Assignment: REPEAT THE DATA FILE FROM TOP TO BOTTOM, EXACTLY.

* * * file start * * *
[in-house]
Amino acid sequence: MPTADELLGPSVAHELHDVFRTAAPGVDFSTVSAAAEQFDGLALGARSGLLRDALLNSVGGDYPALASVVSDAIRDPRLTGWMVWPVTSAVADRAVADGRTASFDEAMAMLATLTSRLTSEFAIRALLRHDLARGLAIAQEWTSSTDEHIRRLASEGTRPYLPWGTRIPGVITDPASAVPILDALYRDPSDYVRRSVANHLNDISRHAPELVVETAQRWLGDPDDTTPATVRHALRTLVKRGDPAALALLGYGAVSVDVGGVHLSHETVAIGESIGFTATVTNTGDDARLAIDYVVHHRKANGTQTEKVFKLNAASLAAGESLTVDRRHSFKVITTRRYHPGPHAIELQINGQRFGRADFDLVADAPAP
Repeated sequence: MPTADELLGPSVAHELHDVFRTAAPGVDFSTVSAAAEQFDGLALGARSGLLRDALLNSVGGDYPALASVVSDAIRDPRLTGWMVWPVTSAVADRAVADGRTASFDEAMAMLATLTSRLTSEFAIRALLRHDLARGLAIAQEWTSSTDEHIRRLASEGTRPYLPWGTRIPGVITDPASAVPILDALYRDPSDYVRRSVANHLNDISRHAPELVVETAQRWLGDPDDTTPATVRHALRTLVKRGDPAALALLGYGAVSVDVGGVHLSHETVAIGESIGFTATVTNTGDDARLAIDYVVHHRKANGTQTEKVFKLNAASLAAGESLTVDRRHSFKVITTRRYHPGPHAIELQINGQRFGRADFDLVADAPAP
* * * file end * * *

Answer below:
[in-house]
Amino acid sequence: MPTADELLGPSVAHELHDVFRTAAPGVDFSTVSAAAEQFDGLALGARSGLLRDALLNSVGGDYPALASVVSDAIRDPRLTGWMVWPVTSAVADRAVADGRTASFDEAMAMLATLTSRLTSEFAIRALLRHDLARGLAIAQEWTSSTDEHIRRLASEGTRPYLPWGTRIPGVITDPASAVPILDALYRDPSDYVRRSVANHLNDISRHAPELVVETAQRWLGDPDDTTPATVRHALRTLVKRGDPAALALLGYGAVSVDVGGVHLSHETVAIGESIGFTATVTNTGDDARLAIDYVVHHRKANGTQTEKVFKLNAASLAAGESLTVDRRHSFKVITTRRYHPGPHAIELQINGQRFGRADFDLVADAPAP
Repeated sequence: MPTADELLGPSVAHELHDVFRTAAPGVDFSTVSAAAEQFDGLALGARSGLLRDALLNSVGGDYPALASVVSDAIRDPRLTGWMVWPVTSAVADRAVADGRTASFDEAMAMLATLTSRLTSEFAIRALLRHDLARGLAIAQEWTSSTDEHIRRLASEGTRPYLPWGTRIPGVITDPASAVPILDALYRDPSDYVRRSVANHLNDISRHAPELVVETAQRWLGDPDDTTPATVRHALRTLVKRGDPAALALLGYGAVSVDVGGVHLSHETVAIGESIGFTATVTNTGDDARLAIDYVVHHRKANGTQTEKVFKLNAASLAAGESLTVDRRHSFKVITTRRYHPGPHAIELQINGQRFGRADFDLVADAPAP